The Yukon government says it found mould in one portable at Porter Creek Secondary School, which was supposed to house a program from the Wood Street Centre this school year.
The portable will be closed for at least two to four weeks, said Jennifer Macgillivray, assistant deputy minister with the Department of Highways and Public Works.
The Yukon Workers' Compensation Health and Safety Board said it investigated two portable classrooms following safety concerns last week.
The Yukon Department of Education says two of the centre's programs, known as CHAOS (Community, Heritage, Adventure, Outdoors and Skills) and FACES (French Achievement Challenge Environment Stewardship) are being temporarily housed in other areas of the school.
Superintendent Paul McFadyen said mould was found in the portable intended to house the CHAOS program. He said the other two portables are usable. Air quality testing began on Thursday following safety concerns, said Wood Street Centre principal Darren Hays in an online update for parents last week.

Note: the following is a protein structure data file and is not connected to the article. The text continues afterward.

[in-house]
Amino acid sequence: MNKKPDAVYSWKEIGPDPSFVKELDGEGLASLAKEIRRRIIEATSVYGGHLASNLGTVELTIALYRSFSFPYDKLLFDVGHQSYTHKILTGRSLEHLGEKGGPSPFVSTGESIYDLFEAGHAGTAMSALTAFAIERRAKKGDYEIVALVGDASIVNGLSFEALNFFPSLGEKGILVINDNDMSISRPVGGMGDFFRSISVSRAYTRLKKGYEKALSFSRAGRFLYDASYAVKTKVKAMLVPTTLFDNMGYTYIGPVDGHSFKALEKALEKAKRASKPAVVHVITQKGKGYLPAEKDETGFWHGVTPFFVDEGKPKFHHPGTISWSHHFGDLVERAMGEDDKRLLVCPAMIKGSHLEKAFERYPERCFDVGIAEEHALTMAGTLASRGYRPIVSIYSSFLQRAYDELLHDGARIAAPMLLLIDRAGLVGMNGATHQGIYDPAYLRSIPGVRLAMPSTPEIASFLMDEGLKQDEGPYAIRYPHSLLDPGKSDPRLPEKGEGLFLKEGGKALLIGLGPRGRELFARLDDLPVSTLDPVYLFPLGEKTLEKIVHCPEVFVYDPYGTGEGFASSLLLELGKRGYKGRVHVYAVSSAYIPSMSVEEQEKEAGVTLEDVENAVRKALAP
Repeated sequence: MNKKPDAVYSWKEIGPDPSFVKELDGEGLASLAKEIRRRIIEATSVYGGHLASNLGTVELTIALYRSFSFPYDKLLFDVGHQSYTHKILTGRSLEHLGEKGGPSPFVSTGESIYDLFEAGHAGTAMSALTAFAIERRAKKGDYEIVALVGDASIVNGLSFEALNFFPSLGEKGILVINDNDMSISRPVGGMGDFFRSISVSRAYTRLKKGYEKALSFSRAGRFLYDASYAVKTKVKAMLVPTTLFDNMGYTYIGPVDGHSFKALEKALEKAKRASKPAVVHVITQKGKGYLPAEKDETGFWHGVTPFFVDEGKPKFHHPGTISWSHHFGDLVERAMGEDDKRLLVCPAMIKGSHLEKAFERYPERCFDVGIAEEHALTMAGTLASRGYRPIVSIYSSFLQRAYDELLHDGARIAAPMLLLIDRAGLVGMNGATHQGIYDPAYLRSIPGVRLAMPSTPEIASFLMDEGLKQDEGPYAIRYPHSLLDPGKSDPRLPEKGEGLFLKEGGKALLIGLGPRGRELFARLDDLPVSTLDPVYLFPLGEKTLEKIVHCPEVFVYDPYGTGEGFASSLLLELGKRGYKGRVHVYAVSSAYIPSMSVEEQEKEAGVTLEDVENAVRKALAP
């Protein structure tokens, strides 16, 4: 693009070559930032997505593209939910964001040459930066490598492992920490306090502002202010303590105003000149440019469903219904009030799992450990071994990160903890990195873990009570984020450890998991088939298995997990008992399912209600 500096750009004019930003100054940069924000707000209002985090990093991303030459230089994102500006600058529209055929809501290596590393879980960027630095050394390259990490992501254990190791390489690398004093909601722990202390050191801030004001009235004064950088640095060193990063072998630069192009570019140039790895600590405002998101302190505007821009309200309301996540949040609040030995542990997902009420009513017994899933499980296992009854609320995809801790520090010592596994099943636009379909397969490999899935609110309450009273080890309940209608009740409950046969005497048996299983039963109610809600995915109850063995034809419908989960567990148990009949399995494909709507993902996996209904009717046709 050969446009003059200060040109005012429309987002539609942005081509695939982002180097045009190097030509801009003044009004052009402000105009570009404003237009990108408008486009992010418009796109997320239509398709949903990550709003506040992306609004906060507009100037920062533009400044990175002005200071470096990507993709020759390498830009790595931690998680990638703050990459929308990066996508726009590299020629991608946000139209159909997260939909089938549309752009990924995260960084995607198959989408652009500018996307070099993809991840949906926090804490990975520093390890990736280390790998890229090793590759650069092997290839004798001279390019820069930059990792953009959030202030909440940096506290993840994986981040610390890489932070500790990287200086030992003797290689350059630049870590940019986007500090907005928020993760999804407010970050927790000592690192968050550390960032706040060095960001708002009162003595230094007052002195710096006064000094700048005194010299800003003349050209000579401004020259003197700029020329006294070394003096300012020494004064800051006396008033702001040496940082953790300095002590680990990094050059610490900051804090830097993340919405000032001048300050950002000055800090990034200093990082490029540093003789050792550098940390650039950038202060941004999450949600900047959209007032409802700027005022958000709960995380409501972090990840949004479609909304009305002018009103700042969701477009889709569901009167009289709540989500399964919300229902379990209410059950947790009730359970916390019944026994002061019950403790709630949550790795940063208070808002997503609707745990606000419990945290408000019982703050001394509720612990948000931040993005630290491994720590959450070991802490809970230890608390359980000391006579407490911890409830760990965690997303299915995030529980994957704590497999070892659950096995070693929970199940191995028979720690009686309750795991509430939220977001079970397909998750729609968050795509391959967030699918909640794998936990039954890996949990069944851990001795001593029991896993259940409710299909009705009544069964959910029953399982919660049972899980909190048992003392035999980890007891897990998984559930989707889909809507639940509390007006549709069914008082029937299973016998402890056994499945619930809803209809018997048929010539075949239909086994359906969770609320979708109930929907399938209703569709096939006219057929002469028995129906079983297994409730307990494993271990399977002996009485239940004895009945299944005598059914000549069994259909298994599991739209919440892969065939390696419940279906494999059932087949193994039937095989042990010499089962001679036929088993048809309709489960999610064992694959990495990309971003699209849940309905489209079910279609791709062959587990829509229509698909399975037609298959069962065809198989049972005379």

Macgillivray said they had no concerns when they inspected the three portables at Porter Creek earlier in the summer.
However, she said on Aug. 10 there was water damage due to an open window in a portable that was used previously for storage.
Macgillvray said they found a "small amount of mould" in the exterior wall during repairs. They did air and surface testing, she said, and found mould in one of the surface samples.
Macgillvary said they will "remediate" the mould and will re-test the air afterward. She said the process will take two to four weeks, after which they will decide on the portable's future.
Principal Hays said the Wood Street Centre's health and safety committee had concerns about the portables, which were investigated last Wednesday afternoon. The school was waiting for the results of visual inspections and air quality testing to determine next steps.
He told parents in the online update that results were expected early this week.
"I can assure parents we are prioritizing this investigation," said Andrew Robulack, spokesperson with the Yukon Workers' Compensation Health and Safety Board, said Wednesday.
Hays told CBC News he was not authorized to do an interview.
Robulack said the workers' safety board was working on the safety investigation with the Yukon Department of Education and the Department of Highways and Public Works.
Wood Street Centre programs were relocated to other schools this year as part of Yukon's school reopening plan, spawning opposition from several parents and students.